std::chrono::duration<double> getTime(){

  auto begin= std::chrono::system_clock::now();
  for ( size_t i= 0; i <= tenMill; ++i){
       MySingleton::getInstance();
  }
  return std::chrono::system_clock::now() - begin;
  
};


int main(){

    auto fut1= std::async(std::launch::async,getTime);
    auto fut2= std::async(std::launch::async,getTime);
    auto fut3= std::async(std::launch::async,getTime);
    auto fut4= std::async(std::launch::async,getTime);
    
    auto total= fut1.get() + fut2.get() + fut3.get() + fut4.get();
    
    std::cout << total.count() << std::endl;

}

 

Now I'm curious.

Without optimization

 singletonSequentialConsistencysingletonSequentialConsistency win

Maximum optimization

singletonSequentialConsistency optsingletonSequentialConsistency win opt

 

But we can do better. There is an additional optimization possibility.

Acquire-release Semantic

The reading of the singleton (line 14) is an acquire operation, the writing a release operation (line 20). Because both operations take place on the same atomic I don't need sequential consistency. The C++ standard guarantees that an acquire operation synchronizes with a release operation on the same atomic. These conditions hold in this case therefore I can weaken the C++ memory model in line 14 and 20. Acquire-release semantic is sufficient.

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// singletonAcquireRelease.cpp

#include <atomic>
#include <iostream>
#include <future>
#include <mutex>
#include <thread>

constexpr auto tenMill= 10000000;

class MySingleton{
public:
  static MySingleton* getInstance(){
    MySingleton* sin= instance.load(std::memory_order_acquire);
    if ( !sin ){
      std::lock_guard<std::mutex> myLock(myMutex);
      sin= instance.load(std::memory_order_relaxed);
      if( !sin ){
        sin= new MySingleton();
        instance.store(sin,std::memory_order_release);
      }
    }   
    // volatile int dummy{};
    return sin;
  }
private:
  MySingleton()= default;
  ~MySingleton()= default;
  MySingleton(const MySingleton&)= delete;
  MySingleton& operator=(const MySingleton&)= delete;

  static std::atomic<MySingleton*> instance;
  static std::mutex myMutex;
};


std::atomic<MySingleton*> MySingleton::instance;
std::mutex MySingleton::myMutex;

std::chrono::duration<double> getTime(){

  auto begin= std::chrono::system_clock::now();
  for ( size_t i= 0; i <= tenMill; ++i){
       MySingleton::getInstance();
  }
  return std::chrono::system_clock::now() - begin;
  
};


int main(){

    auto fut1= std::async(std::launch::async,getTime);
    auto fut2= std::async(std::launch::async,getTime);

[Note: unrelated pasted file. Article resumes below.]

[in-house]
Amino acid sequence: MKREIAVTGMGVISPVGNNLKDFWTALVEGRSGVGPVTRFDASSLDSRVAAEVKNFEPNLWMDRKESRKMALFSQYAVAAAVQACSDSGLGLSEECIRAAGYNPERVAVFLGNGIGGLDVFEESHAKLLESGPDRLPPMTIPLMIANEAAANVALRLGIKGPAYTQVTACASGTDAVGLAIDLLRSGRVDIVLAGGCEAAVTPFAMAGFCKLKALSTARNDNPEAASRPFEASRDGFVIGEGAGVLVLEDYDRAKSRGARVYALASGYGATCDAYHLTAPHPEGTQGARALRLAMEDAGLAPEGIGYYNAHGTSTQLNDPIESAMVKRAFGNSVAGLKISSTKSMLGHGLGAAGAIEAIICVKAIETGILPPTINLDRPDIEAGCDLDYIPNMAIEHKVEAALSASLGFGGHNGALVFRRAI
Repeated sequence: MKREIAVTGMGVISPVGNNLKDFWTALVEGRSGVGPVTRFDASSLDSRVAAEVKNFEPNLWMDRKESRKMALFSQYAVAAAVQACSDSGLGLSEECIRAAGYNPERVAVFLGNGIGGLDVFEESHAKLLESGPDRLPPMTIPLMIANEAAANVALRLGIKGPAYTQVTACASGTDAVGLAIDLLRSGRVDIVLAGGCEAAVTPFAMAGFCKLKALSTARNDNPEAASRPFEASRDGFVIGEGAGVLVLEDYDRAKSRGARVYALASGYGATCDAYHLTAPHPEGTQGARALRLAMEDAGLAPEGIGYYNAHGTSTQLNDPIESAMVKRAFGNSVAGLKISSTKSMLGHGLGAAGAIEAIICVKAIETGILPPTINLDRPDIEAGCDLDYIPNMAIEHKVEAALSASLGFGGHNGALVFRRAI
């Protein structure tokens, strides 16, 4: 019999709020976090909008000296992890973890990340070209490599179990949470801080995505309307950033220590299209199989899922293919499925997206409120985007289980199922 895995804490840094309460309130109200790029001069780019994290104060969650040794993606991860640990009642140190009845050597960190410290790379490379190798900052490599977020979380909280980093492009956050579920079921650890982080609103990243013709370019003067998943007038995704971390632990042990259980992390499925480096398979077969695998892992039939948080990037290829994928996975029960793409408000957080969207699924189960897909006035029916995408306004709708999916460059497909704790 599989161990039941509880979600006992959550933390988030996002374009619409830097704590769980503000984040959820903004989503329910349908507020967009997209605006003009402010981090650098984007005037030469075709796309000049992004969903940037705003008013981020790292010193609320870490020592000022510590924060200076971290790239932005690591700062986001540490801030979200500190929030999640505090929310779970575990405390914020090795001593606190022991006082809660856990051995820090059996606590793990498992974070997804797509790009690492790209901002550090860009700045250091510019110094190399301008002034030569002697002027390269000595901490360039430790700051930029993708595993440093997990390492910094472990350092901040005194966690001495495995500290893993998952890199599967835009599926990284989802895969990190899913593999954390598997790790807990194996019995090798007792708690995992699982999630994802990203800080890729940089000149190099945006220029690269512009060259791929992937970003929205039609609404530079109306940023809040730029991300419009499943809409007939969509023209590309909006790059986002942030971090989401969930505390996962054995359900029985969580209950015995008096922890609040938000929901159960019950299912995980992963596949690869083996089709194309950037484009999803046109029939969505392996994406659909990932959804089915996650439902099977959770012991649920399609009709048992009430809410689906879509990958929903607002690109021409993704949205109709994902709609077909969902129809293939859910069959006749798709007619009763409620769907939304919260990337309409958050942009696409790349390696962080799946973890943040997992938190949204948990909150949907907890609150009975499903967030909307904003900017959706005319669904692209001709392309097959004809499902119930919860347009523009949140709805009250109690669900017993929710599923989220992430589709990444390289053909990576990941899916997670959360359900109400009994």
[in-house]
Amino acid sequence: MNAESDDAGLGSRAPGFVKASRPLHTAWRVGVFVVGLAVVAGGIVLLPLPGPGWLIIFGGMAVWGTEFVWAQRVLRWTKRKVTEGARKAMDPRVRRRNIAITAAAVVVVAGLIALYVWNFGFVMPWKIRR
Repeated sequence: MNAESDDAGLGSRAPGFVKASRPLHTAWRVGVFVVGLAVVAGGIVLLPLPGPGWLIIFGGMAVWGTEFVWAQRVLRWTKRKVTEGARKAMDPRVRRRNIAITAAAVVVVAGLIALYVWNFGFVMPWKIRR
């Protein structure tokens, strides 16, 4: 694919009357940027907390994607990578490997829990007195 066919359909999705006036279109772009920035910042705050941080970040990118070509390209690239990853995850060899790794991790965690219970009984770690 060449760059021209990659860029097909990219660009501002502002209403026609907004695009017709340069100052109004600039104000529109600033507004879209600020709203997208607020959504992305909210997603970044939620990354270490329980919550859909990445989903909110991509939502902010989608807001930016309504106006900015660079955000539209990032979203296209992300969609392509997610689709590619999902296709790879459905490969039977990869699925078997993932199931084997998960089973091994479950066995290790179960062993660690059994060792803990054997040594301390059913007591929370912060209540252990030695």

auto fut3= std::async(std::launch::async,getTime);
    auto fut4= std::async(std::launch::async,getTime);
    
    auto total= fut1.get() + fut2.get() + fut3.get() + fut4.get();
    
    std::cout << total.count() << std::endl;

}

 

The acquire-release semantic has a similar performance as the sequential consistency. That's not surprising, because on x86 both memory models are very similar. We would get totally different numbers on an ARMv7 or PowerPC architecture. You can read the details on Jeff Preshings blog Preshing on Programming.

Without optimization

 singletonAcquireReleasesingletonAcquireRelease win

Maximum optimization

singletonAcquireRelease optsingletonAcquireRelease win opt.

If I forget an import variant of the thread-safe singleton pattern, please let me know and send me the code. I will measure it and add the numbers to the comparison.

All numbers at one glance

Don't take the numbers too seriously. I executed each program only once and the executable is optimized for four cores on my two core windows PC. But the numbers give a clear indication. The Meyers Singleton is the easiest to get and the fastest one. In particular, the lock-based implementation is by far the slowest one. The numbers are independent of the used platform.

But the numbers show more. Optimization counts. This statement holds not totally true for the std::lock_guard based implementation of the singleton pattern.

 

comparisonSingletonEng

What's next?

I'm not so sure. This post is a translation of a german post I wrote half a year ago. My German post gets a lot of reaction. I'm not sure, what will happen this time. A few days letter I'm sure. The next post will be about the addition of the elements of a vector. First, it takes in one thread.

 

 

 

 

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Thanks in particular to Jon Hess, Lakshman, Christian Wittenhorst, Sherhy Pyton, Dendi Suhubdy, Sudhakar Belagurusamy, Richard Sargeant, Rusty Fleming, Ralf Abramowitsch, John Nebel, Mipko, and Alicja Kaminska.

 

 

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Comments   

0 #11 Init 2023-01-10 11:27
Isn't this a modern singleton this days of static thread safety guarantees?
template
class Singleton
{
public:
static Type& instance()
{
static unique_ptr myInstance(new Type());

return *myInstance;
}

Singleton() = delete;
Singleton(const Singleton&) = delete;
Singleton& operator=(const Singleton&) = delete;
};
Quote